St. Louis Traffic Congestion Declines; Why That's Bad for the Region

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St. Louis: Seeing less of these lately. - FLICKR.COM/PHOTOS/WYSCAN
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  • St. Louis: Seeing less of these lately.
The Texas Transportation Institute yesterday released its annual Urban Mobility Report for major U.S. cities. The data for St. Louis was something of a mixed bag, depending on your outlook. (And whether the A/C is working in your car.)

The report shows that traffic congestion in St. Louis has declined a lot since 1997 and much faster than the national average.

The mobility report reveals that in 2007 (the most recent year in which data is available) the average commuter in the St. Louis metro area spent about 26 hours stuck in traffic compared to nearly 39 hours in 1997. And while the 2007 numbers do not factor in the shutdown of Highway 40, officials says that St. Louis traffic congestion remains far below what it was a decade ago.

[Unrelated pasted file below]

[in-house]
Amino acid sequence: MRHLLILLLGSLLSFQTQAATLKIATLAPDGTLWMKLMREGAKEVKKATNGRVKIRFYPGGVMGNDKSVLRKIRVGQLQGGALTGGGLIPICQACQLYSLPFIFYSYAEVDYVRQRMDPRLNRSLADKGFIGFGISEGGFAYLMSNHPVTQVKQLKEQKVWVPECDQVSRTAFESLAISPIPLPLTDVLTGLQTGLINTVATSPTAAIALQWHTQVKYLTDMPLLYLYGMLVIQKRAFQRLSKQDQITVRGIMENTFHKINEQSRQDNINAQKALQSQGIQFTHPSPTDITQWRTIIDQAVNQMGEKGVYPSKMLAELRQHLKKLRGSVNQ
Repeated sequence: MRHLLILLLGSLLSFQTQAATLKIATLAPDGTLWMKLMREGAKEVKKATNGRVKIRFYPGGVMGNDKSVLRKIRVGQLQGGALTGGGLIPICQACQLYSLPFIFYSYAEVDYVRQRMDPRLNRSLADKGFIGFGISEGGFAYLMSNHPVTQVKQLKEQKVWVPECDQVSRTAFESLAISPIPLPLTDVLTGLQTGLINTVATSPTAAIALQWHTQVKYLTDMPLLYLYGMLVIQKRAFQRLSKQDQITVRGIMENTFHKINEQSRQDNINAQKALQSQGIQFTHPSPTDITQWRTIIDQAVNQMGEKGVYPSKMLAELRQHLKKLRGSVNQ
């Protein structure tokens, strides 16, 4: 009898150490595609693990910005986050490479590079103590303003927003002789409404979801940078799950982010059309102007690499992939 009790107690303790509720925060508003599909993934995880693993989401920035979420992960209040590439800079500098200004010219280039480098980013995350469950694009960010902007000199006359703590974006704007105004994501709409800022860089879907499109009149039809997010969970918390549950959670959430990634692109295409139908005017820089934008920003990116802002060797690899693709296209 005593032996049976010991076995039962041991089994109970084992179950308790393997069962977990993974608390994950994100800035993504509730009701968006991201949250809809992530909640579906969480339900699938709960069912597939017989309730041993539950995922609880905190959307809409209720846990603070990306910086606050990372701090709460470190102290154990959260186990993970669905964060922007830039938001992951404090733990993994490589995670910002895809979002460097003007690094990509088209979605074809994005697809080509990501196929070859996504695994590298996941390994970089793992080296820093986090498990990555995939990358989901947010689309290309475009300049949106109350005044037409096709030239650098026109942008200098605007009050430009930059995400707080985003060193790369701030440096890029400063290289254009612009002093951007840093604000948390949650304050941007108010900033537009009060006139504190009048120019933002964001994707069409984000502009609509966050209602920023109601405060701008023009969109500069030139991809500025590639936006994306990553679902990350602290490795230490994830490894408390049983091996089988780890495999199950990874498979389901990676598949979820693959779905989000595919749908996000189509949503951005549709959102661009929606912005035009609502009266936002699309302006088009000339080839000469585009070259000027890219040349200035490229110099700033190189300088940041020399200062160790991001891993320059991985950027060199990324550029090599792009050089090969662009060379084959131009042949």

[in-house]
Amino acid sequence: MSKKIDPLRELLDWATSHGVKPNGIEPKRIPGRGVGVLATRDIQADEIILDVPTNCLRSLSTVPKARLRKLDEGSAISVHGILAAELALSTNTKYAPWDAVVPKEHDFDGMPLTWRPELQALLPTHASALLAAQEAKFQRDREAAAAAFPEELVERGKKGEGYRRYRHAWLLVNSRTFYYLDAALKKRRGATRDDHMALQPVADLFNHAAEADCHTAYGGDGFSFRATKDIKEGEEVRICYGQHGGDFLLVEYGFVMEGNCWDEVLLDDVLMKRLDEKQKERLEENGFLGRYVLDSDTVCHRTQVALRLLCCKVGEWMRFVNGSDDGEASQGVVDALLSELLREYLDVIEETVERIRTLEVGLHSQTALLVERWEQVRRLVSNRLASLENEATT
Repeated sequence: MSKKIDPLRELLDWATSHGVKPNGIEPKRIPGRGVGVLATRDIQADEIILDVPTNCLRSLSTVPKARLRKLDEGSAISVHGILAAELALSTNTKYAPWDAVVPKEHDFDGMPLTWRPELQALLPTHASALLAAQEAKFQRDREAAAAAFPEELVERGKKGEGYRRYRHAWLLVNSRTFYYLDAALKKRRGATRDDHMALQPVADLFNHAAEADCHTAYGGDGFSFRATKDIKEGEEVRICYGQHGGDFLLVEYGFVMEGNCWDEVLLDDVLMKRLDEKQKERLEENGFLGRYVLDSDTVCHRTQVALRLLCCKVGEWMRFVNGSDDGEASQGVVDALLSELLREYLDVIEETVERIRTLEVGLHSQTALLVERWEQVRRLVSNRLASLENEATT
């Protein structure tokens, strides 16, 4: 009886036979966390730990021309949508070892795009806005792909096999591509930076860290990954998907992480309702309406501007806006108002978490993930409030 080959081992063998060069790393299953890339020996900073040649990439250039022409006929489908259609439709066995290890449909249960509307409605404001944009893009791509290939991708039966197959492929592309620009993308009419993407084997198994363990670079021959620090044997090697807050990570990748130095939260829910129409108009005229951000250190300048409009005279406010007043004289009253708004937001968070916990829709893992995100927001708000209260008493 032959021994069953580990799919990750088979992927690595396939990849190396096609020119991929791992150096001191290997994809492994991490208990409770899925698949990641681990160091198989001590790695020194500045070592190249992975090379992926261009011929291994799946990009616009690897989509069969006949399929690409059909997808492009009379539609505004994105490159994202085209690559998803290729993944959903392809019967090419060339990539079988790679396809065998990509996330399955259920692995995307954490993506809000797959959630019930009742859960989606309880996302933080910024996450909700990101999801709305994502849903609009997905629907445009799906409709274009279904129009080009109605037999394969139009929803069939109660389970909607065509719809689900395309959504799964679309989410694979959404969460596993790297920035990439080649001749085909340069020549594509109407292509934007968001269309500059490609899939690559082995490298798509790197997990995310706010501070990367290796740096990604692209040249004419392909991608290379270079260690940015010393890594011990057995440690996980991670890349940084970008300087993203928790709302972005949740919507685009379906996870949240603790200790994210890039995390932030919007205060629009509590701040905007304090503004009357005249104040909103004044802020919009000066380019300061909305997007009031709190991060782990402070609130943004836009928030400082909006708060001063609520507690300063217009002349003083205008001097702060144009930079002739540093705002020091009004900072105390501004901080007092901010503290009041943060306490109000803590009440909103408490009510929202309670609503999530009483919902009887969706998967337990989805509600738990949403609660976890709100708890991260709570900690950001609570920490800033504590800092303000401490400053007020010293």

The reason?

Improved traffic signaling has helped. So too has public transportation (before last April's cuts). High gas prices have also taken some cars off the road.

But the biggest reason my have to do with the overall malaise of the region -- with its shrinking household size and aging population.

As the soon-to-be-retired director of East-West Gateway, Les Sterman, tells the Post-Dispatch this morning: "It's also a lack of economic vigor in the area," says Sterman. The St. Louis area isn't attracting as many young people as cities like Austin and Chicago. And, "as people get older, (they) don't drive as much."

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